A simply incredible, adventure filled, challenging trip, filled with wildlife, wilderness, and the majestic beauty of the Adirondacks. What more could a Crew want out of a canoeing trip?
May 31, 1998
After an incredibly long drive in the rain the two mini-vans arrive at Inlet. We meet the forest ranger on our way into the launch; he warns us of tornado warnings in the area and takes down our names and route. Finally the seven crew members climb out of the vans and begin unloading. These members are Tracy (mate), Julian (assistant mate), Paul (quartermaster), Kevin, Joanna, Francois, and Assad (all squires at the time). We prepare the three canoes and red kayak and the sun breaks through. We say goodbye to my father and Kevinís brother and friend and set out on our adventure.
We paddle upstream to the first nice campsite and set up camp. We are not nearly as far as we had hoped to be, but we plan to make the distance up the next day. The blackflies swarm around everything, buzzing and biting, and being incredibly annoying. Only the slight breeze saves us from being eaten alive. After eating supper (and many flies) we sit around for a while. Someone asks, "who signed the register at Inlet" we all look around, assuming the other had signed it. Well, no one had. After some discussion we decide it would be wise for two people to make the hour trip back to Inlet, so the ranger knew we were on the river. We all then hit the sack, but only after watching the sun set on the river.
June 1, 1998
Julian and I wake up at 4:30am and paddle back to Inlet. We see a beaver up close; he gets annoyed and swims up to the canoe slaps his tail and then swims off. We also see many Great Blue Herons, Common Mergansers with ducklings, and Hawks. We sign the register, and return to the campsite for breakfast. After eating we begin our long journey to High Falls. We paddle along the winding river, wadding through shallow sections, towing the canoes over beaver dams, and enjoying the scenery. We pass many campsites and the landscape is constantly changing from forest to marsh and back again. We stop for lunch on a sandy beach and enjoy the first of the delicious sausage that was so graciously donated to our food reserves. After struggling with one particularly hard set of rapids (especially to be paddling up!) Paul, in the kayak, tows the canoes up. We are all exhausted after eight hours of paddling, but we still havenít reached High Falls. Finally about half an hour later the winding river straightens and opens up into a gorgeous set of waterfalls that span the entire river and stretch 15 into the air. We enjoy the luxury of the lean to and after a good supper we settle into our tents, set on sleeping in.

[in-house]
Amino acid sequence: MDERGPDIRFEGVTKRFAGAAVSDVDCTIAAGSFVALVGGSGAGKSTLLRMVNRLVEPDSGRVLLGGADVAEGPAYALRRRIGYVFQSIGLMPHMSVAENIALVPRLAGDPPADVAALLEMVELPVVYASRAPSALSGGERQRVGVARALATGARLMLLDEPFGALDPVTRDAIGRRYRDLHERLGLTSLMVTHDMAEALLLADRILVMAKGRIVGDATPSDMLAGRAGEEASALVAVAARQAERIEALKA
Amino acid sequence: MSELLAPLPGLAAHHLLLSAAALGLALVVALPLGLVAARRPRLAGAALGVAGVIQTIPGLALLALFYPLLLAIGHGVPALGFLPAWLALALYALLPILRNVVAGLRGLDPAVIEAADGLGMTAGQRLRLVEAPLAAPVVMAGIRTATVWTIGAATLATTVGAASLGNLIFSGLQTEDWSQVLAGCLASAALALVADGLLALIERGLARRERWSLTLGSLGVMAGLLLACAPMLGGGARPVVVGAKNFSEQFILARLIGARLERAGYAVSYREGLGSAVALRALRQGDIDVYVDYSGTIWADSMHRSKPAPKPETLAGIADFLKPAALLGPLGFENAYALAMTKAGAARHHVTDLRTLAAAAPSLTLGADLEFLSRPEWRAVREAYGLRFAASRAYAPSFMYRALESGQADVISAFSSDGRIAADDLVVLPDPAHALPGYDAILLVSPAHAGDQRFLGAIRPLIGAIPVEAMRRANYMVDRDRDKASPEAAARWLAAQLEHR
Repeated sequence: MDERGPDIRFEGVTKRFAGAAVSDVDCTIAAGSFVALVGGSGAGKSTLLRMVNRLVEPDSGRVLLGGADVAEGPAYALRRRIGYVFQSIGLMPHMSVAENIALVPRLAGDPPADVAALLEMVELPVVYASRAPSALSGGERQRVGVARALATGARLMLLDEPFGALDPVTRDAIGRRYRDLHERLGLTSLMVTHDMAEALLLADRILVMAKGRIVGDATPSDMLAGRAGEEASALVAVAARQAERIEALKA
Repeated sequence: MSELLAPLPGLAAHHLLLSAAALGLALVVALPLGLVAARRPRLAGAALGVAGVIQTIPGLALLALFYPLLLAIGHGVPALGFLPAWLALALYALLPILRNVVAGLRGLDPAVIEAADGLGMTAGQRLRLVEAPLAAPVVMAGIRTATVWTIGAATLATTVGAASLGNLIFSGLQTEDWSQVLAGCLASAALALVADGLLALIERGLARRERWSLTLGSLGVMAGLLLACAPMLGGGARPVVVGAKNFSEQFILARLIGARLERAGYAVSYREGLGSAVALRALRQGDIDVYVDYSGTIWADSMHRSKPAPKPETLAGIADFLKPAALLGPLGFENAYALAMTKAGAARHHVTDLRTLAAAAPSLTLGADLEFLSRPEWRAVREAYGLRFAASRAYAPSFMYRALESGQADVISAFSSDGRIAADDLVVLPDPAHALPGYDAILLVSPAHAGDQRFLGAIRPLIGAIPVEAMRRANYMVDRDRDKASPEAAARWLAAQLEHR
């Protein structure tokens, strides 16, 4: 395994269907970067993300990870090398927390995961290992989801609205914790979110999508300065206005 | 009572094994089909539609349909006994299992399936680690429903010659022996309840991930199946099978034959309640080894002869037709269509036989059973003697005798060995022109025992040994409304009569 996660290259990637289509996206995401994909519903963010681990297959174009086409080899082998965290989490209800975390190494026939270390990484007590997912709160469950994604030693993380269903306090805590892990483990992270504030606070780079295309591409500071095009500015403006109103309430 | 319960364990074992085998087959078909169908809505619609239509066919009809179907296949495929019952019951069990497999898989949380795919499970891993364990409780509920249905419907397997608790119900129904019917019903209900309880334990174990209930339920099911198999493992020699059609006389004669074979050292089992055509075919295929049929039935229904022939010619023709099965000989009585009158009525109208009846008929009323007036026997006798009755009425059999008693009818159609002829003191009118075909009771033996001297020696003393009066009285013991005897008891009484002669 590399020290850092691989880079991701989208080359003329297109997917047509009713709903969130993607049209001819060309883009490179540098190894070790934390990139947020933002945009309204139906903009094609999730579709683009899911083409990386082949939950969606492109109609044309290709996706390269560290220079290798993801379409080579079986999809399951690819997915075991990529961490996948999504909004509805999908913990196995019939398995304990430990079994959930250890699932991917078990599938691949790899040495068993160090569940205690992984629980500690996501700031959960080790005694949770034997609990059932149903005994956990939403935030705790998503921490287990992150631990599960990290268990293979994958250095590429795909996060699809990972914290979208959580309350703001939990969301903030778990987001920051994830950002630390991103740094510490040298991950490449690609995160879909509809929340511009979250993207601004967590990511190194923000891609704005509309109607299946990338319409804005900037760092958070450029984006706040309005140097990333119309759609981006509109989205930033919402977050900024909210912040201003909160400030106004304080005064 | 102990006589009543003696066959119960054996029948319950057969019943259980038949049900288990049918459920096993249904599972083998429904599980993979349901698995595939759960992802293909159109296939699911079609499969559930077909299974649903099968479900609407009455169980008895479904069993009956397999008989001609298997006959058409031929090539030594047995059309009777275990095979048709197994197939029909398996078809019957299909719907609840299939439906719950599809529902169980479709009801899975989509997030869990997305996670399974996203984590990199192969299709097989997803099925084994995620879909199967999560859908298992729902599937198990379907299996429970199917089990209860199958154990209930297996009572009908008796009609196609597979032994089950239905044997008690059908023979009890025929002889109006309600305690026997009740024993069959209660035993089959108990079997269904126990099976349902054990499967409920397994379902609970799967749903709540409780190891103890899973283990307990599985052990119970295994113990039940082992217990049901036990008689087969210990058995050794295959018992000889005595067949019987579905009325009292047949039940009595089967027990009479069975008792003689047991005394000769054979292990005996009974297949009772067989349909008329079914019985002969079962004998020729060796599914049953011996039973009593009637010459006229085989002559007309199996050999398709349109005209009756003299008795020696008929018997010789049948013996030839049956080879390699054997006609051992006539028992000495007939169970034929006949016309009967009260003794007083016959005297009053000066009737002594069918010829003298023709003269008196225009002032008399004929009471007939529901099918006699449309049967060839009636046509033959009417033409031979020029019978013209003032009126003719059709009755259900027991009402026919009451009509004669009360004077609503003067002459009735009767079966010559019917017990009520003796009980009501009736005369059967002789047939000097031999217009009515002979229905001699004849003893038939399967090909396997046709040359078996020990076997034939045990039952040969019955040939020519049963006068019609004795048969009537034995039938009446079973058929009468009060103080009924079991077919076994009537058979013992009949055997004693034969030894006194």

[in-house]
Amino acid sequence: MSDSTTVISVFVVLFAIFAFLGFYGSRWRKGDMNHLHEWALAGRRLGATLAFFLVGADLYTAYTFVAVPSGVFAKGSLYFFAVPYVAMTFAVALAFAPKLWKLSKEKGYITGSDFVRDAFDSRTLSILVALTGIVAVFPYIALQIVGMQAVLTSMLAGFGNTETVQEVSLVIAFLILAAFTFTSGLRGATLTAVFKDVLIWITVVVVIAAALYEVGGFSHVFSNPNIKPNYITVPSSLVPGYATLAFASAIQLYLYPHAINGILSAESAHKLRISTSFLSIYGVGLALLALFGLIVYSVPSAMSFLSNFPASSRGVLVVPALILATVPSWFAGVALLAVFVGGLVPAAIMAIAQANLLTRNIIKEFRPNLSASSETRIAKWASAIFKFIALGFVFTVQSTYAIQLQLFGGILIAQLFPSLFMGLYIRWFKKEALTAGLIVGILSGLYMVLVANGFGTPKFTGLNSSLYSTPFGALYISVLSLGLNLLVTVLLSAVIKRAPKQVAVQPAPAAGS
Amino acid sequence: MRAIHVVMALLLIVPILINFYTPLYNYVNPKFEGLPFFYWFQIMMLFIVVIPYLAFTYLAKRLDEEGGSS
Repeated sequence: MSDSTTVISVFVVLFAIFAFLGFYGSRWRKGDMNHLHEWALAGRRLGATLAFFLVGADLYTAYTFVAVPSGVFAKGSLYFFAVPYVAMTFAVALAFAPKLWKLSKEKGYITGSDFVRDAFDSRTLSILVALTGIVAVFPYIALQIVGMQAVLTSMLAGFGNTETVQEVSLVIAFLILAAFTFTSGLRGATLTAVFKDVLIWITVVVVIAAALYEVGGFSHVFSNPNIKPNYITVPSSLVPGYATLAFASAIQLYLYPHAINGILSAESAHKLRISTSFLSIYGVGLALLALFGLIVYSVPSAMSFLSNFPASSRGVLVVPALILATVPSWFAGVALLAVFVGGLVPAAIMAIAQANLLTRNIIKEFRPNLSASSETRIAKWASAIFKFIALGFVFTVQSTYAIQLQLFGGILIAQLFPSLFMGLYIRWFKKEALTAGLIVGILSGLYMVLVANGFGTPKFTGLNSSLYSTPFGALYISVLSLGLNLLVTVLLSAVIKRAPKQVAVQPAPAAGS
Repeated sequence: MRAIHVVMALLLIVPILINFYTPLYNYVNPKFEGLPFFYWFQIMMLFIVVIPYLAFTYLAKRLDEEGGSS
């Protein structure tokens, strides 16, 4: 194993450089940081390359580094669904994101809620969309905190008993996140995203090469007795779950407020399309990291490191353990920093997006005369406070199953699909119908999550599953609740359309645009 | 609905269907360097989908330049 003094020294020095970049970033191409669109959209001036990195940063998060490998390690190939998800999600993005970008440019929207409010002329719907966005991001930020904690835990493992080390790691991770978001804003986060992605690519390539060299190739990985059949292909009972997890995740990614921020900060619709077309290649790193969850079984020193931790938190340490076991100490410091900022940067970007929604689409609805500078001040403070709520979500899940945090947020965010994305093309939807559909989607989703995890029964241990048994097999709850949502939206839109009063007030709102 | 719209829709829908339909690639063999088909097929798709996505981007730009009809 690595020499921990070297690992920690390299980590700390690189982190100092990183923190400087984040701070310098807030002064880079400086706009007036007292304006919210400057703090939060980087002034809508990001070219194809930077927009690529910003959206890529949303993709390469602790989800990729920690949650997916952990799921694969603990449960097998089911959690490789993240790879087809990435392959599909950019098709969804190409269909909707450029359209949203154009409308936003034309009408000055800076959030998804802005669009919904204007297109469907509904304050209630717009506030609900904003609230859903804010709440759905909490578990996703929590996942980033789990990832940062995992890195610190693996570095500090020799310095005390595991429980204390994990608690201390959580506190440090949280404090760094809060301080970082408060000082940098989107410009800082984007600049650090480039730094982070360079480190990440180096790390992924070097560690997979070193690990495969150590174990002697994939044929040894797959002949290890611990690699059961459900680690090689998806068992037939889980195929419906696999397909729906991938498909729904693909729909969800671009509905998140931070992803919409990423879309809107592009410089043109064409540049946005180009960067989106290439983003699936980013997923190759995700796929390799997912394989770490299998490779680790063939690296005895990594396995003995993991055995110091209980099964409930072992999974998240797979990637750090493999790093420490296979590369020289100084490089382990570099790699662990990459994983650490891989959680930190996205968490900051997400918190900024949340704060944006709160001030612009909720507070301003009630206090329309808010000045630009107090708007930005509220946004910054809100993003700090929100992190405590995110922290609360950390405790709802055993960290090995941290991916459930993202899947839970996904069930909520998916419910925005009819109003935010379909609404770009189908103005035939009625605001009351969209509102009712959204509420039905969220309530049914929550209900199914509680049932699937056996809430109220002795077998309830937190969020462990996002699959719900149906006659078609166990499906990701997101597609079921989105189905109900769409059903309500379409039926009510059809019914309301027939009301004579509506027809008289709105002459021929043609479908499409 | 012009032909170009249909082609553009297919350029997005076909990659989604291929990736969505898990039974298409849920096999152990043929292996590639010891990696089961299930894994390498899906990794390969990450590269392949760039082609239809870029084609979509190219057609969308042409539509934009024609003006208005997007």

June 2, 1998
We wake up reasonably early, considering the previous day. The weather is nice so we decide to forego the canoeing for the day and hike. We shuttle everyone across the lower part of the Falls in one canoe and two trips, slightly overloading the canoes. At 12:00 we are on the trail. It rains a bit and clouds over, but remains fairly warm and the hiking is certainly interesting. At 2:30, after climbing over under and across dozens of fallen trees we arrive at our destination, the summit of Cat Mountain. The view from the top is a sight to behold. The wind reaches incredibly speeds and the clouds are very low, but other mountains in the Adirondacks range are visible in the distance along with Cranberry Lake. We eat under the shelter of a rock and then begin our descent. The sun comes back out as we are crossing the area flooded by beavers. The trail marker still remains, now on a tree standing in the water, the floating log has become the trail. Everyone relaxes and spends some time to themselves before supper, some sleep, some explore the falls and the river, and other explore the forests. The sky has cleared and the sun is shining but it is only a while before the sky darkens. The elevation and location of our campsite provide us with a 280-degree view of the sky from the shelter of the lean to. We all sit in the lean to after supper and are witness to the most spectacular lighting storm I have ever seen. Then the rain starts. It pours all night and Joanna and I discover that our tent is not as waterproof as we had hoped. The night is long, uncomfortable, and wet for the two of us.